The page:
Tcherepnin’s Sonata no.2, op.94 (1961) has an autobiographical aspect. It gives expression to a frightening episode in which Tcherepnin experienced a strange ringing in his ears. This persisted over two years but eventually disappeared of its own accord. I was not able to discern this in the music but enjoyed it for its own sake as yet more marvellous writing for the piano. Again it serves to emphasise his youthful abilities as this mature work did not leave the early works ‘in the cold’ by any means.

The final work on the disc is 10 Études, op.18 (1920) and another world première recording. These etudes are absolutely fabulous little masterpieces (no.8 lasts a mere 35 seconds!) and they round off the disc in a truly emphatic way. When you realise that these works, while they bear the date of publication of 1920, were in fact written when Tcherepnin was a young teenager you just have to marvel. Music seems to be an art-form that very young people seem able to master at an earlier age than just about any other. It would be staggering to come upon a novel or a painting, sculpture or a play created by anyone as young. On the rare occasions when it does happen we find it just that. In music it happens much more often. I thought of this only yesterday when I heard the string sextet written by the 11 year old Max Bruch.

This disc is a simply brilliant introduction to anyone who hasn’t come across Tcherepnin before and who loves 20th century piano music. The works are played superbly by Giorgio Koukl who has already recorded all of Martinů’s piano works to great acclaim. A wonderful disc altogether! © 2012 MusicWeb International Read complete review



David Denton
David's Review Corner, May 2012

Today the name of Alexander Tcherepnin is largely remembered by his orchestral music, though he was primarily a concert pianist of renown. Born in St. Petersburg in 1899 to a musical family, the political upheavals in Russia eventually found them living in Paris where the young Alexander completed his studies at the Conservatoire. By then he had composed a vast amount of piano music including thirteen piano sonatas. Much was for his own use, its technical demands pointing to a virtuosity that provided a busy career on both sides of the Atlantic. The present disc concentrates on his younger years, between 1918 and 1921, when his style was melodic and strictly in the lineage of the Romantic era. They are intended to bring uncomplicated pleasure to the listener, at times with more than a hint of Prokofiev’s influence. The charming Bagatelles have already had an outing on Naxos, but the Inventions and Etudes are world premiere recordings. The First Sonata was the fourteenth work in that genre that he had composed, the earlier ones all discarded. As with the other works, they are created from cameos many shorter than two minutes, and in the case of the Inventions none exceed a minute. The disc is completed by the Second Sonata that came forty-three years after the first, by which time he had moved closer to atonality, its rather strange harmonies coming as a reflection of the high pitched ringing sound that afflicted him for two and a half years. The disc appears to be the first in a complete cycle of Tcherepnin piano works, and I hope it remains with the Czech-born Giorgio Koukl, who I much enjoyed in his recording of Martinů’s Piano Concertos. Impeccably clear; nimble in the fast pieces, and recorded in his newly adopted home country of Switzerland. © 2012 David’s Review Corner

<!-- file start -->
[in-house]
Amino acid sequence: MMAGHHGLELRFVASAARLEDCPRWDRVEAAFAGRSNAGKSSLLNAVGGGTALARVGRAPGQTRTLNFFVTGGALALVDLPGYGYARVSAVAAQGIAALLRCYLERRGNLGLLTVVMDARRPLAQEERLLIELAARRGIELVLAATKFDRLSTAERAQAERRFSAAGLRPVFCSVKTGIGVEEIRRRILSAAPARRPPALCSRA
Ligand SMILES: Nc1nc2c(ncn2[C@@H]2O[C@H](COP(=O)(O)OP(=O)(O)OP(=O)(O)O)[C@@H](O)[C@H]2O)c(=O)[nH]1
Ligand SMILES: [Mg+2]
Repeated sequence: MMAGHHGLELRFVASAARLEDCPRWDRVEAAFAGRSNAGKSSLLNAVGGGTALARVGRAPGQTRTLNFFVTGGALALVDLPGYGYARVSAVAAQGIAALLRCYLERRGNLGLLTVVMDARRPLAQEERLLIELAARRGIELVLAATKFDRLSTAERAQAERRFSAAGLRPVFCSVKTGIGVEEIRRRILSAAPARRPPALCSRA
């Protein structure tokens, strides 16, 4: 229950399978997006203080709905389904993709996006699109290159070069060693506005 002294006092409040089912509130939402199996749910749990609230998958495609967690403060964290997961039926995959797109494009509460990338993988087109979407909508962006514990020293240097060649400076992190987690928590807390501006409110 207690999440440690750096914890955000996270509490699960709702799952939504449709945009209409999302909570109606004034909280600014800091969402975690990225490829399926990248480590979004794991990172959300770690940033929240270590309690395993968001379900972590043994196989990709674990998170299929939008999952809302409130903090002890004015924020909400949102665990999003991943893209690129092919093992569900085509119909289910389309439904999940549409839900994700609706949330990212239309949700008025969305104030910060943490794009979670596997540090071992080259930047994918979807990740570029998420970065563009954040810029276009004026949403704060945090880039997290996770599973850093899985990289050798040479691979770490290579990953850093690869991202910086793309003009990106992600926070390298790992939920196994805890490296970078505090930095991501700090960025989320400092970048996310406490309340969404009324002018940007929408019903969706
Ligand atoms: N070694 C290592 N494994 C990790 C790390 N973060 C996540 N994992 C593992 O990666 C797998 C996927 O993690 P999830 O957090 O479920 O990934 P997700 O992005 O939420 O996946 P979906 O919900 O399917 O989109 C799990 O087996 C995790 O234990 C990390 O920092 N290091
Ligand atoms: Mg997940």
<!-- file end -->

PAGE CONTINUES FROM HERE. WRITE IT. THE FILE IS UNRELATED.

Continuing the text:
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10:24:59 PM, 18 April 2015